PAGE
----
'Luttwak predicts ... a continuing

decline of living standards for the

four-fifths of Americans who are

least politically active.'

Many readers of this book will choose to focus their attention on the particular chapter which exposes what they see as the gravest of these ills. Thus, those who believe that regulation is the sole cause of national economic decline may seize upon Luttwak's striking example of how product liability law has destroyed the U.S. general aviation industry. Other readers, who see in a nation's decline only the evidence of some collective moral failing, may give inordinate attention to Luttwak's chapter on 'the savings gap.' Luttwak himself sees the gap's origin in a deficit of 'Calvinist self-restraint,' but offers no theory to explain why the American people are now more improvident than they were in the past.

Luttwak, however, does not yield to the temptation to blame the victims (the U.S. working population), who suffer from policies not of their making. Among these policies are free trade and uncontrolled immigration. He concisely and cogently explains why the free trade agreement with Mexico can only further lower U.S. wages and salaries 'If the profuse abundance of Mexican labor and the meager quantities of Mexican capital are both added to American labor and capital within a common economic zone, the total supply of labor will have increased much more than the total supply of capital.' Luttwak does not suggest that there is any bad faith in the governing elite's promotion of free trade, but he does take that stance with regard to uncontrolled immigration, concluding that 'in reality, it cannot be said that the United States government is seriously or even half-seriously trying to stop illegal immigration from Mexico.'

Although the constituency that would benefit from Luttwak's proposed national economic policy encompasses a majority of the nation, it may be difficult to build a political coalition dedicated to putting it into practice. Luttwak's 'geo-economic' strategy has too much nationalism to be acceptable to many liberals, and too much governmental intervention into the economy to please most conservatives. The polarities of left and right neglect the nation's vital center, where most Americans are to be found, but it is those polarities which mobilize political forces while the center too often remains a relatively inert 'middle mass.'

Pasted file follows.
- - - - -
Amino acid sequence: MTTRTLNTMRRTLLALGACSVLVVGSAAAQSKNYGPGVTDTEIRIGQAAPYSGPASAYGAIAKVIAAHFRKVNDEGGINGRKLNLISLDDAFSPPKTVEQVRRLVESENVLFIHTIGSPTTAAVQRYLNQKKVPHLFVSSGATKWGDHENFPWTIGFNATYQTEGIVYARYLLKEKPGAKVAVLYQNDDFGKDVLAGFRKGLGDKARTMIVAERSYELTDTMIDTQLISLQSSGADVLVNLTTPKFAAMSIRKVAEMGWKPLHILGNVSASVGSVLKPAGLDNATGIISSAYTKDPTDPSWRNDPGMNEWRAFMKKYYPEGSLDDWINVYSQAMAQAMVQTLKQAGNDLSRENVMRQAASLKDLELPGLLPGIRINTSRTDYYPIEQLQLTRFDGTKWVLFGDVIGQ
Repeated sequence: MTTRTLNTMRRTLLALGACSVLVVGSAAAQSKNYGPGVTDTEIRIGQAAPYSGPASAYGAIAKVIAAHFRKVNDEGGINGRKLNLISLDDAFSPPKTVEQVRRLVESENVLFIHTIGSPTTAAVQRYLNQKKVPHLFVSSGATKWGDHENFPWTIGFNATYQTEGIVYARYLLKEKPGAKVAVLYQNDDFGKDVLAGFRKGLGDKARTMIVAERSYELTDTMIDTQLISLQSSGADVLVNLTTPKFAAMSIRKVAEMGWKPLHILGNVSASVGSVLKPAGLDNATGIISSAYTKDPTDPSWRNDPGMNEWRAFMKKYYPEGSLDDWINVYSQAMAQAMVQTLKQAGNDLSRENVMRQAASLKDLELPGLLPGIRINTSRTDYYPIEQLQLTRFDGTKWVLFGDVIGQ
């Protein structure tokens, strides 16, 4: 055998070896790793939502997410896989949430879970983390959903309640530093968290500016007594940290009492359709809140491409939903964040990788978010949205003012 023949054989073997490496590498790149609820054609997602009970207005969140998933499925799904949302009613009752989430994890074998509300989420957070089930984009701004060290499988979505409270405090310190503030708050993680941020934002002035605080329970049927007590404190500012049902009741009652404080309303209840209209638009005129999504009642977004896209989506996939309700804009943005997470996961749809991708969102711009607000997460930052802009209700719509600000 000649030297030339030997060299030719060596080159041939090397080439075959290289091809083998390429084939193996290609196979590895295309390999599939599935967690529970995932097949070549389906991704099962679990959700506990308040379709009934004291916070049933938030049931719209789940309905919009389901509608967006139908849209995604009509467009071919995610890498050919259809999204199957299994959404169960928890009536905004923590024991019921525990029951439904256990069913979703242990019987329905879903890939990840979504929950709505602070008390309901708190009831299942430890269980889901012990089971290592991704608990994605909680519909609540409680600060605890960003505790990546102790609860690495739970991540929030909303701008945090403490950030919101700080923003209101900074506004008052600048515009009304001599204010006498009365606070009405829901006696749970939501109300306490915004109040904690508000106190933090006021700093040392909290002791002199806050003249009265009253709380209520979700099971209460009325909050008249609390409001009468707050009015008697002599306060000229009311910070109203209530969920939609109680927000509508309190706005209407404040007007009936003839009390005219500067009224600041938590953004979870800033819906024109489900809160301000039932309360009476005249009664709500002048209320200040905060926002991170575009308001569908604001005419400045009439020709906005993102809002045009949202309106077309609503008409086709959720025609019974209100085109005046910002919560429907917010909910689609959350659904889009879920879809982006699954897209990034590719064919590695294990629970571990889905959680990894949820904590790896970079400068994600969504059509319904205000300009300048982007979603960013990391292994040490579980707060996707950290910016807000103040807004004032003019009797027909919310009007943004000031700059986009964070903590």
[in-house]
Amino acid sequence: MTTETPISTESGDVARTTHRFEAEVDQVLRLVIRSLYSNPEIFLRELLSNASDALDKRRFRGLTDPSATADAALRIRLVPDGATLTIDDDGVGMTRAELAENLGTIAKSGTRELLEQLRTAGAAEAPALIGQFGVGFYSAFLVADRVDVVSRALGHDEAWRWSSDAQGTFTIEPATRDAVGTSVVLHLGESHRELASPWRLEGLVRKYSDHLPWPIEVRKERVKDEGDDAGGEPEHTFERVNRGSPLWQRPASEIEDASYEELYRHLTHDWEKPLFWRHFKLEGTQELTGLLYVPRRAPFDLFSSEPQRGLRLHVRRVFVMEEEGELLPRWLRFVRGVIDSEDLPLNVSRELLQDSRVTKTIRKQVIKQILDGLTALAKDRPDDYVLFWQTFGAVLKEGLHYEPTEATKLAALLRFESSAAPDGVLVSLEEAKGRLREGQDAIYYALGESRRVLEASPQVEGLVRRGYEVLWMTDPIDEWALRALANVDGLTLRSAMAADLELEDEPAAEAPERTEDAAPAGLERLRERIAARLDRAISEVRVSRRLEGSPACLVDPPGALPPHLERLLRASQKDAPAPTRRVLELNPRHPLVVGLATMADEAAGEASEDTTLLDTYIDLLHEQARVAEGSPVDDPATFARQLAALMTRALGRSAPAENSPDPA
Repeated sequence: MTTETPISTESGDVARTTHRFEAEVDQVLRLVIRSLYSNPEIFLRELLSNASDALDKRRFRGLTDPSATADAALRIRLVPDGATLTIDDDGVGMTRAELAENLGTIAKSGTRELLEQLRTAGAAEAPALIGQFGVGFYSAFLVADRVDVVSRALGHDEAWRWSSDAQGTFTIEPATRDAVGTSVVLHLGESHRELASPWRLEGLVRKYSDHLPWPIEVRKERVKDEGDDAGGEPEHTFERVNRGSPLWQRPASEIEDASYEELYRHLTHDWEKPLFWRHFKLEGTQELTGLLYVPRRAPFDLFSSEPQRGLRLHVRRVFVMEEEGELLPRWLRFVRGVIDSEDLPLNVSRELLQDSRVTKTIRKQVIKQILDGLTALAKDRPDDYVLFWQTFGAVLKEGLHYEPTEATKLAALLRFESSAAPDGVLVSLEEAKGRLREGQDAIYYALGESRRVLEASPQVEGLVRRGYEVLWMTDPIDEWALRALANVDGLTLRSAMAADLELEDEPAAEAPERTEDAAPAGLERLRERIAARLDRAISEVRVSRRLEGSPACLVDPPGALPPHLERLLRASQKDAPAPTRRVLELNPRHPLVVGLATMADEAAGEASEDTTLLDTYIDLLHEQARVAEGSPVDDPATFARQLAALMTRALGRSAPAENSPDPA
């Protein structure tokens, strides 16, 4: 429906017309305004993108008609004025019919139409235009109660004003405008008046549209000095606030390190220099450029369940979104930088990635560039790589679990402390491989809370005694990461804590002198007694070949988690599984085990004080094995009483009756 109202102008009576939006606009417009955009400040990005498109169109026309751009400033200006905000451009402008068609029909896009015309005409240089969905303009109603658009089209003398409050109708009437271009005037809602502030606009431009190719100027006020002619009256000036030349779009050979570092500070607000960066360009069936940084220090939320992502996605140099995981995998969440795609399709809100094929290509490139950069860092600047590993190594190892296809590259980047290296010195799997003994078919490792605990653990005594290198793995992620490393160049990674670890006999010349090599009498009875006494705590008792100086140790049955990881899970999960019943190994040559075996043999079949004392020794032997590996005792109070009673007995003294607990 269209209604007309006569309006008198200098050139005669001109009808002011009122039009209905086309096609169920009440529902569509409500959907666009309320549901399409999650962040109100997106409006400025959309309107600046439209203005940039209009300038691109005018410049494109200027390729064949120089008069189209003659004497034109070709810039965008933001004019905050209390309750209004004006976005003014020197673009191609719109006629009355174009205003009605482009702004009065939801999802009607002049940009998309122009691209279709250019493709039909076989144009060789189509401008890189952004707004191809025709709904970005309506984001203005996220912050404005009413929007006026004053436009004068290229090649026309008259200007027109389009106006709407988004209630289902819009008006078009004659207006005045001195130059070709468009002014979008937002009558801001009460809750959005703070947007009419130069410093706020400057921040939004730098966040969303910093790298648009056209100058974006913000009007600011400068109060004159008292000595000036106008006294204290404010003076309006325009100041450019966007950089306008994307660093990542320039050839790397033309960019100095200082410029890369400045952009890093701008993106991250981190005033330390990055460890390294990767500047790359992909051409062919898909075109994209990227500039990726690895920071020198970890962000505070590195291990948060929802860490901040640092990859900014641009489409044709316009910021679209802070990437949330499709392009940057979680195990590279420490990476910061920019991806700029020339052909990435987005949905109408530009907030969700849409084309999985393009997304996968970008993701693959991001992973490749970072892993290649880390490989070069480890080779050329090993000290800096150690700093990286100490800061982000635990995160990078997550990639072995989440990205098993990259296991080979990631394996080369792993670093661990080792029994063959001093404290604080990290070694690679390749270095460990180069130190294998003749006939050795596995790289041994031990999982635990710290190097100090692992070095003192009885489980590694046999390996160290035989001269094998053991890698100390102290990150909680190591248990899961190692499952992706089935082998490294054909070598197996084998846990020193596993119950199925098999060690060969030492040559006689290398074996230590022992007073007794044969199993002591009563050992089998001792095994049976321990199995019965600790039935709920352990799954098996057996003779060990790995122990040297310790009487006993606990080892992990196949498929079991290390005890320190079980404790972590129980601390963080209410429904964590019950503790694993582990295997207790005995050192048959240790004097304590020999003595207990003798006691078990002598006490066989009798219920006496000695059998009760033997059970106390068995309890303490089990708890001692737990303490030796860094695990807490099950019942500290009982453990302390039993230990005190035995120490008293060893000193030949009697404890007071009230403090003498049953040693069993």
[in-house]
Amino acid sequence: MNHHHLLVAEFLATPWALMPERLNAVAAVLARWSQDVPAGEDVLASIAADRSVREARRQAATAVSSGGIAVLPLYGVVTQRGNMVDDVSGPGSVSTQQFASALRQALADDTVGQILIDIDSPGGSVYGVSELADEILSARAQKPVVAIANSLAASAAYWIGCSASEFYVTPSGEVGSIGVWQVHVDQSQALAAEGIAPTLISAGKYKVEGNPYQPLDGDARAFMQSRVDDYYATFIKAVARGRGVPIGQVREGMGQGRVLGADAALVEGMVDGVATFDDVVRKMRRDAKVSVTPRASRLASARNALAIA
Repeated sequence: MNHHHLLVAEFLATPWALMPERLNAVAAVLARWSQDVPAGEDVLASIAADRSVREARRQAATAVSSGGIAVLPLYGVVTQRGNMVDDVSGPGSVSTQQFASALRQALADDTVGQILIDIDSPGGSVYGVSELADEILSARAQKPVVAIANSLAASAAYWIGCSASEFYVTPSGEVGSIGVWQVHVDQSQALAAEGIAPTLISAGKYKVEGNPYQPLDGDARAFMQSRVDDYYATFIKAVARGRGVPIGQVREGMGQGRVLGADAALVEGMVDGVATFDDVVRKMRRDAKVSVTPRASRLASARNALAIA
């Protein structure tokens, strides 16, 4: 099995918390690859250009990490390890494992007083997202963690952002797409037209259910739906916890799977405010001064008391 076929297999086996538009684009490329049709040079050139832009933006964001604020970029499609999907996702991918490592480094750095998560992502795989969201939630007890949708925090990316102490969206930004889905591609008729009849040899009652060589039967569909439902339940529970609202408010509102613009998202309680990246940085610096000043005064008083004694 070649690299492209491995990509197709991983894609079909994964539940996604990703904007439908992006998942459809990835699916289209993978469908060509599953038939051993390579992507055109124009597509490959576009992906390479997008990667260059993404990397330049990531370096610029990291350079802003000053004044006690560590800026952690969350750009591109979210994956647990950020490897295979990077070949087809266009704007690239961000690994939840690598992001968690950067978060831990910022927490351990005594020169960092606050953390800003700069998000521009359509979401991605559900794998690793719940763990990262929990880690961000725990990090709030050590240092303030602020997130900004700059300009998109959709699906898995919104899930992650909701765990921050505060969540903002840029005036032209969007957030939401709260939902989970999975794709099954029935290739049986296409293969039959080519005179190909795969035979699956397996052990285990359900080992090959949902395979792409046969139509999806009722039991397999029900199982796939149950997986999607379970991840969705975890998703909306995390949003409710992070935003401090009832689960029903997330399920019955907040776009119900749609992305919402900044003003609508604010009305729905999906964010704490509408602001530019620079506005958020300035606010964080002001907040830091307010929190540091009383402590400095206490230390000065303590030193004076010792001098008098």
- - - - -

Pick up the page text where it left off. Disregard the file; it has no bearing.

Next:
It is likely that many people who should read this book will not, unjustly dismissing it as yet another example of the genre of works which announce an imminent economic collapse. What Luttwak predicts, however, is not a collapse, but a continuing decline of living standards for the four-fifths of Americans who are least politically active. The relative inactivity of the lower four-fifths and the gradualness of their immiseration may enable an uncaring elite to muddle through for a few more decades with only a few notable mishaps.

Obviously, those members of the American elite who continue to support the nationally erosive policies of free trade and uncontrolled immigration do not share Luttwak's fear of catastrophic political consequences. Like Mr. Micawber, they know that 'something will turn up' to dispel all such visions of doom. However, what national cohesion will remain if, in the post-Cold War age, the American dream is the only source of national unity? If most Americans cease to believe in that dream, a kind of societal entropy may develop which, in itself, even in the absence of any violence or catastrophe, may cause America to 'self-destruct.' When the great masses of a nation-state no longer feel that they have a stake in the system, the sheer weight of their sullen unconcern can be enough to bring it tumbling down. ;